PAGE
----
My rules for writing

[Updated the title.  Was previously – “My 24 rules for writing.” I expect over time I’ll discover more rules.]

I thought it was time I organized my own rules of writing. These are personal and will not work for everyone. Feel free to use, copy, or ignore.

  1. Never use the word “get” for any reason. It’s lazy and imaginative.
  2. Never use a thesaurus to find a word.  Use it to help you find you want to say.
  3. Writing something is always better than writing nothing. You can always discard something. Nothing can never be good enough to keep or use.
  4. In case of writer’s block, read about human decision-making, economics, how people think, and essays. Interpretations of core philosophical works are acceptable but not the original works themselves. They are too dense to identify what is valid or important. Leave that to people much smarter than you.
  5. Think about your topic the night before you plan to write.
  6. Confirm your subject-predicate agreements.
  7. Incomplete sentences are acceptable. Sometimes.
  8. Use commas, but judiciously to guide the reader on how you’d prefer they read the sentence.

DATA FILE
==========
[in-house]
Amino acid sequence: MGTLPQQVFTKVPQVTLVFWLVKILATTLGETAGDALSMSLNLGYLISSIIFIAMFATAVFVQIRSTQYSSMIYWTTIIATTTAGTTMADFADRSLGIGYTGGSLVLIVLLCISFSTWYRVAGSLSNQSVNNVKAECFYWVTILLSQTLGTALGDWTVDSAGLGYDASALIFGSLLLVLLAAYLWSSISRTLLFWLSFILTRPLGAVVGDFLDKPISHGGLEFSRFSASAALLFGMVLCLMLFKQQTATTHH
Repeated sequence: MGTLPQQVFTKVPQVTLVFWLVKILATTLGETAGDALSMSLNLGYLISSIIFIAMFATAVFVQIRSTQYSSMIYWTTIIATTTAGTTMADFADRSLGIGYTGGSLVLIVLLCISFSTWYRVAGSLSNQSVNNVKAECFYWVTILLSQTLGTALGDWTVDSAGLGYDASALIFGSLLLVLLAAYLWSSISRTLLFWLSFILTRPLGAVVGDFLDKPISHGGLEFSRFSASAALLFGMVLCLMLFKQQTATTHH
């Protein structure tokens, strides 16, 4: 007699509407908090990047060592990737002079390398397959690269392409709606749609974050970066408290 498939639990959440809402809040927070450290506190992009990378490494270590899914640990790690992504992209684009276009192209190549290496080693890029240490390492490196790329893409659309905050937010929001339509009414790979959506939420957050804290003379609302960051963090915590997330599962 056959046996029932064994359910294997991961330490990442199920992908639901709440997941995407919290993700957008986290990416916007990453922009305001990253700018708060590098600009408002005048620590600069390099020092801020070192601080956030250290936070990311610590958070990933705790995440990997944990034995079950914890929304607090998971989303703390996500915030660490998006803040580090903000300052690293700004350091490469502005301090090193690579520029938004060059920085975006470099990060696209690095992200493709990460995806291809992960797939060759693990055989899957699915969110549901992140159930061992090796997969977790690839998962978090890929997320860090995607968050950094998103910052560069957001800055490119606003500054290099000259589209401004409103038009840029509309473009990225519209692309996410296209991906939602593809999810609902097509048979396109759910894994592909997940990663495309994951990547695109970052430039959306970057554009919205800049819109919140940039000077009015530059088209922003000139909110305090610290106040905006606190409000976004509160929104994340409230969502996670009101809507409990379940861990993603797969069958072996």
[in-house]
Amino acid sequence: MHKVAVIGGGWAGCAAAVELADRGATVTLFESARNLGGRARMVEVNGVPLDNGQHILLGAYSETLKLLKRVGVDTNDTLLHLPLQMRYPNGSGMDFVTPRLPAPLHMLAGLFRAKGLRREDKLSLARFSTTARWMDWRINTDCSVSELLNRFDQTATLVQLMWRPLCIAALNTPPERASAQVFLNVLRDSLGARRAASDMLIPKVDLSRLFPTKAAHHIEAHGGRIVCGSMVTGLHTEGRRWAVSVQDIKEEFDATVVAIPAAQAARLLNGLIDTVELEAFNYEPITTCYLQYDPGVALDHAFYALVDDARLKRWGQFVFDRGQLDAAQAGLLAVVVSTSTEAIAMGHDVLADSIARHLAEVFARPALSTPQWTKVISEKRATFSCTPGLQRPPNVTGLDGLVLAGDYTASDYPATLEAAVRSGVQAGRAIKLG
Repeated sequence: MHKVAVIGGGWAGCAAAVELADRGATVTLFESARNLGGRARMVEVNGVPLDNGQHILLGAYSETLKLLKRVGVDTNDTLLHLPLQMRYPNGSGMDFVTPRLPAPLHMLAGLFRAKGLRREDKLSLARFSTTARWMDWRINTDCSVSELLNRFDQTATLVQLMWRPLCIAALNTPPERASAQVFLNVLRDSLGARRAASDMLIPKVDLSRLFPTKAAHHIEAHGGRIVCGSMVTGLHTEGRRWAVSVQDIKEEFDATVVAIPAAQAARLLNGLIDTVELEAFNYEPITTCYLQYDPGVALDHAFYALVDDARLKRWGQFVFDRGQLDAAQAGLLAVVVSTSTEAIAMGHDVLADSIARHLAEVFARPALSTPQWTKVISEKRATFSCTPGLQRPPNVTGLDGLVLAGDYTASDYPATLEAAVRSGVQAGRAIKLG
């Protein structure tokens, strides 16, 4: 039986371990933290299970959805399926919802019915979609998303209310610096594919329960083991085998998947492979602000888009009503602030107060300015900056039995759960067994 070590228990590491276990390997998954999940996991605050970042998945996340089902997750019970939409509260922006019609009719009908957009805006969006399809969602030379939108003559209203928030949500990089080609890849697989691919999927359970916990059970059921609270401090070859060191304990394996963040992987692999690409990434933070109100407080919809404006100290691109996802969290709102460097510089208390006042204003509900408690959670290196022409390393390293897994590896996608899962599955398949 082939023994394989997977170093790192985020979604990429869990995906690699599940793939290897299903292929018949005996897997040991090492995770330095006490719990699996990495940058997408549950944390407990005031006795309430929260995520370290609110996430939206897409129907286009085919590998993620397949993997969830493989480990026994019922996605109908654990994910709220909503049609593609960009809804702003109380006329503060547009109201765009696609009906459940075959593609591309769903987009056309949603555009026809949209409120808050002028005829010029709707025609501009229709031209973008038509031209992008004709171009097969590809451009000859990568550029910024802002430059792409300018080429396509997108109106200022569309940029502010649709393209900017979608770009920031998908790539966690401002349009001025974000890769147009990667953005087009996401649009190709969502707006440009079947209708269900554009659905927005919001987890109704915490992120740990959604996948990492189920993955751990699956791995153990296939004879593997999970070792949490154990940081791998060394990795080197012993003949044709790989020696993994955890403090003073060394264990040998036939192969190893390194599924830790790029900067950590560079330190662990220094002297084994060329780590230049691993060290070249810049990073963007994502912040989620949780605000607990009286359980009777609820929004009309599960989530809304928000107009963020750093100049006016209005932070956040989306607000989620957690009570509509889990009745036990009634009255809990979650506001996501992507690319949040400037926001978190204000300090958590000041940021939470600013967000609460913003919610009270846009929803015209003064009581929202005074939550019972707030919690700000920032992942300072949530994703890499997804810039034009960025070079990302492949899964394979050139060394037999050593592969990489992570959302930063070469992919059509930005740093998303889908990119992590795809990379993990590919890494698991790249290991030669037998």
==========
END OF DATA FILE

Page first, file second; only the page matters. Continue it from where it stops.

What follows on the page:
9. Think “long, short, short” in constructing a paragraph.
  10. If you need a semicolon, your sentence is completely fucked up.
  11. Never end sentences with prepositions.
  12. Check your subject-predicate agreements.
  13. Scrap all attempts to be funny. Situations are funny. Stories are funny. Writers are not.
  14. Don’t try to out-wit your reader. Attempts to do so will fail miserably and your writing becomes childish.
  15. Read your sentences aloud during proofreading. It will embarass you into writing better.
  16. Editing always takes longer than writing. Plan for this.
  17. Writing dialogue is very difficult to make believable or interesting. Make it good or skip it altogether.
  18. Write on paper with a good pen from time to time. Thoughts flow differently in a new environment. Have pads of paper and pens scattered around the house at all times for this purpose.
  19. Write whenever and wherever an inspiration emerges because it’s unlikely that same inspiration will come again.
  20. As soon as you realize that you’re becoming tired and losing focus, you are. Keep writing if you so choose, but it is unlikely that more coffee or a break will help.  You’re done for the day.  Rejoice – the hard work is now done.
  21. If you disagree with someone, don’t tip-toe around with “I don’t totally agree.” Remember your debate lessons. “While he makes several valid points, I disagree.” is the correct way to present an opposing viewpoint. Otherwise your writing is just fluff without a backbone.
  22. Avoid similes.
  23. Be honest.
  24. Brevity is preferred.

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